The one thing for sure is that he doesn't know for sure.But Robert Hill-Murray was not a soldier for 40 years without learning to stand by his guns! He thinks he just might be the man who fed President Kennedy the idea that later became one of his most memorable phrases: "Ask not what your country can do for you; ask what you can do for your country."
Hill-Murray grants that recorded history is not on his side. He is not mentioned in any Kennedy history or biography.He never met the late president, nor worked on his staff, nor was paid by him. Nor can he trace how a phrase he gave Robert F. Kennedy in 1956 became a ringing inaugural call delivered from the Capitol steps nearly five years later - if indeed it did.
All Hill-Murray can offer is the similarity between his 1956 phrase and Kennedy's 1961 phrase-as well as accidents of timing and connection that make his claim at least plausible. "It's enough for me to think I planted the seed," he said.
Hill-Murray's phrase, which he personally delivered to Robert F. Kennedy, is drawn from Alexander the Great's inaugural address of 336 B.C.
"And you, trusted few, seek not to benefit from the bounty of war, nor from what your eyes feast upon within this land," said Alexander, in part. "Diligently seek, rather, in your hearts what you, as faithful believers in our cause can bring to this, our fresh new world's horizon."
The fit is far from exact, as Hill-Murray, now a retired, 82-year-old writer living in Leesburg, Va., acknowledges. But "I personally am disposed to think (the phrase is) the foundation stone on which JFK built," Hill-Murray says.
Kennedy's former aide and historian, Arthur Schlesinger, writes that the spark for JFK's famous phrase "had lain in Kennedy's mind for a long time." before he wrote his inaugural address.
In 1945, according to Schlesinger, Kennedy wrote in his private notebook a vaguely similar thought, cribbed from French philosopher Jean-Jacques Rousseau. At two stops during the 1960 campaign, too, Schlesinger reports. Kennedy used phrases in stump speeches remarkably close to his "ask not" inaugural sentence.
But Kennedy might well have borrowed from an 1884 Oliver Wendell Holmes speech (" . . . recall what our country has done for each of us, and . . . ask ourselves what we can do for the country in return."). Or perhaps it was from a portion of President Harding's 1916 acceptance speech before the Republican National Convention (" . . . we must have a citizenship less concerned about what the government can do for it and more anxious about what it can do for the nation.").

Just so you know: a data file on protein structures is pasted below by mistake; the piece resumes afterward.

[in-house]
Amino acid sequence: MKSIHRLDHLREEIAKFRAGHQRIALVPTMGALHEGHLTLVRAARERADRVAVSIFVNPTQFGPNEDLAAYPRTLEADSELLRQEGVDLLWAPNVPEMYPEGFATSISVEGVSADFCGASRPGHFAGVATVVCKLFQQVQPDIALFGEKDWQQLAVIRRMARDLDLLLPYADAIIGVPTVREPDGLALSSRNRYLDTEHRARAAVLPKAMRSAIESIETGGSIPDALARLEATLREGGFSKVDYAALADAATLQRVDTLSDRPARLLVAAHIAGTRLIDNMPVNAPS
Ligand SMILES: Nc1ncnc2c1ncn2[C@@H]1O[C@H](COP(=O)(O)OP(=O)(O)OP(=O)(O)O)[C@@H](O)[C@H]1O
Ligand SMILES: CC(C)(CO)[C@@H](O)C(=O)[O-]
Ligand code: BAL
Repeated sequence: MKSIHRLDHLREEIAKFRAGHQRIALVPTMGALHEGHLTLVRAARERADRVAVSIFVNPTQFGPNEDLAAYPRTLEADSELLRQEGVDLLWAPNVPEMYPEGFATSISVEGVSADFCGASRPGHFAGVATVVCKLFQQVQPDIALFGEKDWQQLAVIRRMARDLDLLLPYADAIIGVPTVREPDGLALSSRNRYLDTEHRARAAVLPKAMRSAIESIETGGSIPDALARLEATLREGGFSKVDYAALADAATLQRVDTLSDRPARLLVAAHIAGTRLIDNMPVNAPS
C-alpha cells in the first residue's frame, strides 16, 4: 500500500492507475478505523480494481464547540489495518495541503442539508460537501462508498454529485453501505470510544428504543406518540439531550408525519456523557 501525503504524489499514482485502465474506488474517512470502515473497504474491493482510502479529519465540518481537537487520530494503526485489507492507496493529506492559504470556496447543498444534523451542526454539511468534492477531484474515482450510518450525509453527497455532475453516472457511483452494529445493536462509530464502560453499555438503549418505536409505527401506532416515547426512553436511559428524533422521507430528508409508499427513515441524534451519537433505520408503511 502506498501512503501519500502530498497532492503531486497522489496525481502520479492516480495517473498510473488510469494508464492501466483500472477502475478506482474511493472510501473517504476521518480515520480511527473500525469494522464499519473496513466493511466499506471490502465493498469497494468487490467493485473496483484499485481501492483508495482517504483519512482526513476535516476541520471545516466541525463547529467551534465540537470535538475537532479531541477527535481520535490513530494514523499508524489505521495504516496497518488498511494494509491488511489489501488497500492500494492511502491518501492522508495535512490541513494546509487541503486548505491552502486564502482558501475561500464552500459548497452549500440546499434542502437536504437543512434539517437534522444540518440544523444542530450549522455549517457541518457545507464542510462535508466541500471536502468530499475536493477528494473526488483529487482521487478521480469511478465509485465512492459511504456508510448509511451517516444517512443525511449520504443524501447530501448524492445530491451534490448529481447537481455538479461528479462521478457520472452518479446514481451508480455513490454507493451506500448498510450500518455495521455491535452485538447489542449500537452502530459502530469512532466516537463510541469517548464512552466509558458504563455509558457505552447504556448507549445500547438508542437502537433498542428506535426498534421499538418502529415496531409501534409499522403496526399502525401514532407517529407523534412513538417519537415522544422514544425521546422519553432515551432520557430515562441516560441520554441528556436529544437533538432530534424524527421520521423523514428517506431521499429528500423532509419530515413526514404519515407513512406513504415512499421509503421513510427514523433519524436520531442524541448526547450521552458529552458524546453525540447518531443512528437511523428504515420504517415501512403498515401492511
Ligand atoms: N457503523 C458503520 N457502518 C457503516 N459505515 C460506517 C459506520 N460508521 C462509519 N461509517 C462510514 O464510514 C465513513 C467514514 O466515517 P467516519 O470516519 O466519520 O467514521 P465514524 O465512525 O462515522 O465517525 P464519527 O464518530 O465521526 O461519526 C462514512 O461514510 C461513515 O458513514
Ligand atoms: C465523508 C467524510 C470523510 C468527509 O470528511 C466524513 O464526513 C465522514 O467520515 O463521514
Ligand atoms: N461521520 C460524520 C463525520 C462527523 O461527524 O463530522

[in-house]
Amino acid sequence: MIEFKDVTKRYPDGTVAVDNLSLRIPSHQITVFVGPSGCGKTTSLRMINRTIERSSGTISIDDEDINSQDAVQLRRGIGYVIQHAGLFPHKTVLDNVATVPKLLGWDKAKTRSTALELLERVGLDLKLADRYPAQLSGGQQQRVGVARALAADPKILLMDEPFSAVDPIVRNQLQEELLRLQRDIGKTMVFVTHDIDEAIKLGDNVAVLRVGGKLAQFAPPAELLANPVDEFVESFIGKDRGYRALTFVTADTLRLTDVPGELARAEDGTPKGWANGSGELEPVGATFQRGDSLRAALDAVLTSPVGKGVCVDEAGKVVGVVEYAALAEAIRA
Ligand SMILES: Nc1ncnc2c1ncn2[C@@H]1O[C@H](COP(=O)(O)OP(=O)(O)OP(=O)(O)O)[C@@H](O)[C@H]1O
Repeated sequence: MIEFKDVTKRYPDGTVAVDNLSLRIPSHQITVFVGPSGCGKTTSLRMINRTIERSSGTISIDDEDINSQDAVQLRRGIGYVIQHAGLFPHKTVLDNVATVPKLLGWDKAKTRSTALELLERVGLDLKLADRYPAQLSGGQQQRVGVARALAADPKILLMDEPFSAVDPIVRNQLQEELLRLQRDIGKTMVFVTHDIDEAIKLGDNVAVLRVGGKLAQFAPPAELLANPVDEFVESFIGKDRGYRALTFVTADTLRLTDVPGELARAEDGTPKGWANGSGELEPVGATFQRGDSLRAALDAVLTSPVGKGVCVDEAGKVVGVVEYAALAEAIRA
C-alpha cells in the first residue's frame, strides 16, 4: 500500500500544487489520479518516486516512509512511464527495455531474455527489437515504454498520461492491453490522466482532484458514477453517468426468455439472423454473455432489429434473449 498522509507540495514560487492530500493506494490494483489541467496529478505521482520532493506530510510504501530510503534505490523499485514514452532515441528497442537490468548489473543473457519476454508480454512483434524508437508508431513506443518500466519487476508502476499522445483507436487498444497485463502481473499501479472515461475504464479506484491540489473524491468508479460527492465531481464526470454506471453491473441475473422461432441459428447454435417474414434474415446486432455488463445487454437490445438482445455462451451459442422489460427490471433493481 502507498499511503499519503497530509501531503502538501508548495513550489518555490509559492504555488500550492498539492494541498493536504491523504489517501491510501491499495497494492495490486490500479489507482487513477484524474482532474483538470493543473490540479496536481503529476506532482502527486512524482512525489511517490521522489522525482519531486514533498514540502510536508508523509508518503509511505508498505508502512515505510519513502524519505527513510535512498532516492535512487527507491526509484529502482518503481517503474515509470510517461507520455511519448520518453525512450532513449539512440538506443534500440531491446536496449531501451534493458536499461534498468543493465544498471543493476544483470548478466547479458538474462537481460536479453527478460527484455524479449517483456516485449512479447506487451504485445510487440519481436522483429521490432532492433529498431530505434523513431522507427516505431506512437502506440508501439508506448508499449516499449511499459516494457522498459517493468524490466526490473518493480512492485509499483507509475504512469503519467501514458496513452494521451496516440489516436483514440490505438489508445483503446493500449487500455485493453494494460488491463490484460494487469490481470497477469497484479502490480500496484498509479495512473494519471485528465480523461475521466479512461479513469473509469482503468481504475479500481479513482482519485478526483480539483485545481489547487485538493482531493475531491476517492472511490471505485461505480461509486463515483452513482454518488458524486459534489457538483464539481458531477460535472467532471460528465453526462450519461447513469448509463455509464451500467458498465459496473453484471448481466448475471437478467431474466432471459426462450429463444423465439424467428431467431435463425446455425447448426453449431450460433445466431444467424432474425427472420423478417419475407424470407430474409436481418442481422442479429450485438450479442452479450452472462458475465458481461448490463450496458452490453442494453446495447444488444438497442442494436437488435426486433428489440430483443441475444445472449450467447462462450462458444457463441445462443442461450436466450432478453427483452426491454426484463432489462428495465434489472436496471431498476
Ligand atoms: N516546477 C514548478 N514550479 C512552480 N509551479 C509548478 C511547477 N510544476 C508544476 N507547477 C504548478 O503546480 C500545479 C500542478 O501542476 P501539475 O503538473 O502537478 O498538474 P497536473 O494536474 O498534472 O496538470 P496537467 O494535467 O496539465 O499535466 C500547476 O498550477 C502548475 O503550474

The trouble is that, so far as is known. Kennedy never footnoted his inaugural address. But although Kennedy was a historian, he was also a man who depended on fresh ideas. Hill-Murray thus argues that, since he furnished Kennedy the freshest version of an admittedly old thought, he might deserve the credit.
The connection between JFK and Hill-Murray came about thanks to an old Kennedy antagonist named Nikita Khrushchey.
Robert Kennedy and Supreme Court Justice William O. Douglas were visiting the Soviet Union in 1956. Khrushchey told them that certain Voice of America broadcasts aimed at Moslems living in the USSR were causing trouble. The old shoebanger said he would personally jam any further such VOA broadcasts if the two Americans didn't see to it that they were stopped.
Kennedy and Douglas did just the opposite. As soon as they arrived back in Washington, they contacted Hill-Murray, then a VOA writer and the author of the programs that were annoying Khrushchev. All his scripts we're delivered to Secretary of State John Foster Dulles, who read them, loved them and ordered Hill-Murray to keep them coming.
Robert Kennedy was evidently struck by some of the historical allusions in Hill-Murray's scripts. One day, RFK asked Hill-Murray to prepare a list of 1,000 of his best slogans and phrases. Made them "sad, sullen, explosive, bitter, whatever," Hill-Murray remembers RFK saying. RFK never said why he wanted the list, Hill-Murray says, but "it must have been" that he was already saving string for his brother.
Hill-Murray compiled his list within three months. Alexander the Great's phrase was among the 1,000. Some weeks later, RFK told Hill-Murray "a closely guarded secret. John F. Kennedy was going to run for president. Robert hoped that I would . . . permit JFK to look over my list of slogans and proverbs for his own use and adaptation, I readily agreed."
Hill-Murray believes JFK may have used more from the list than the Alexander item.
For example, Hill-Murray quoted Lord Robert Clive, and 18th century British commander in India, as saying that his men "shall pay any price, undergo any hardship, rally to any friend, fight any foe" to protect those under the British flag.
In his inaugural, JFK said the U.S. would "pay any price, bear any burden, meet any hardship, support any friend, oppose any foe to assure the survival and the success of liberty."
But is this proof or coincidence? Who really knows? Certainly not Robert Hill-Murray.
"It is all surmise on my part, I grant you," says the former British Army colonel and University of California professor. Besides, Hill-Murray is caught up these days in writing a volume of adventure stories based on his army service in India. "I am not a man who dwells in the past," Hill-Murray says.
Still, he says he is "proud, oh, yes. Why shouldn't I be? I gave them good phrases. Best they ever had."